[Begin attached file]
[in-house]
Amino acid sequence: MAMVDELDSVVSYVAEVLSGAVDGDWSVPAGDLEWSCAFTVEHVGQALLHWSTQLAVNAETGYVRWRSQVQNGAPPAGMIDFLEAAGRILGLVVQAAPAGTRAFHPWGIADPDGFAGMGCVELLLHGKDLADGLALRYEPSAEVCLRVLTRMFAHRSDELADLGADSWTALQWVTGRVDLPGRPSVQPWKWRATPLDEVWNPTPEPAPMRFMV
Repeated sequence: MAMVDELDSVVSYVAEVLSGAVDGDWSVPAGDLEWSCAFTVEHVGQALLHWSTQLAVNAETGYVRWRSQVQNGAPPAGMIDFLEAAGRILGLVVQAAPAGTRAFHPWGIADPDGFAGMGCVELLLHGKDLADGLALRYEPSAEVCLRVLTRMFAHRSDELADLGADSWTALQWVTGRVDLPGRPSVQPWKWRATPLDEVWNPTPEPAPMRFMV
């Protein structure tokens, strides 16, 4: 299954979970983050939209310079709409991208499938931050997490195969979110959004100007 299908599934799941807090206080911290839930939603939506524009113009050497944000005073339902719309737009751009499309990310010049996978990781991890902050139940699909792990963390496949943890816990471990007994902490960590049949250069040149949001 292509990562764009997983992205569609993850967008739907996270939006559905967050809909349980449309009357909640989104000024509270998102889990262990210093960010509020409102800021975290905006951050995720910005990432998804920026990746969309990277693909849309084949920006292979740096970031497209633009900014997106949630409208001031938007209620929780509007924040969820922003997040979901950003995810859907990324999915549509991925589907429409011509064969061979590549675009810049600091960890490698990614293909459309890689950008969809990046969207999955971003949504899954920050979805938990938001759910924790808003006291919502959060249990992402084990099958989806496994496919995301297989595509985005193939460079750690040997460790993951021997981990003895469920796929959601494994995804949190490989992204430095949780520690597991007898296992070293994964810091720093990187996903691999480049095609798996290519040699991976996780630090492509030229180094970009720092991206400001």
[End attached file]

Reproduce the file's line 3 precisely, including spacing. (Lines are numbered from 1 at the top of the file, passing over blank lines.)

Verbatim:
Repeated sequence: MAMVDELDSVVSYVAEVLSGAVDGDWSVPAGDLEWSCAFTVEHVGQALLHWSTQLAVNAETGYVRWRSQVQNGAPPAGMIDFLEAAGRILGLVVQAAPAGTRAFHPWGIADPDGFAGMGCVELLLHGKDLADGLALRYEPSAEVCLRVLTRMFAHRSDELADLGADSWTALQWVTGRVDLPGRPSVQPWKWRATPLDEVWNPTPEPAPMRFMV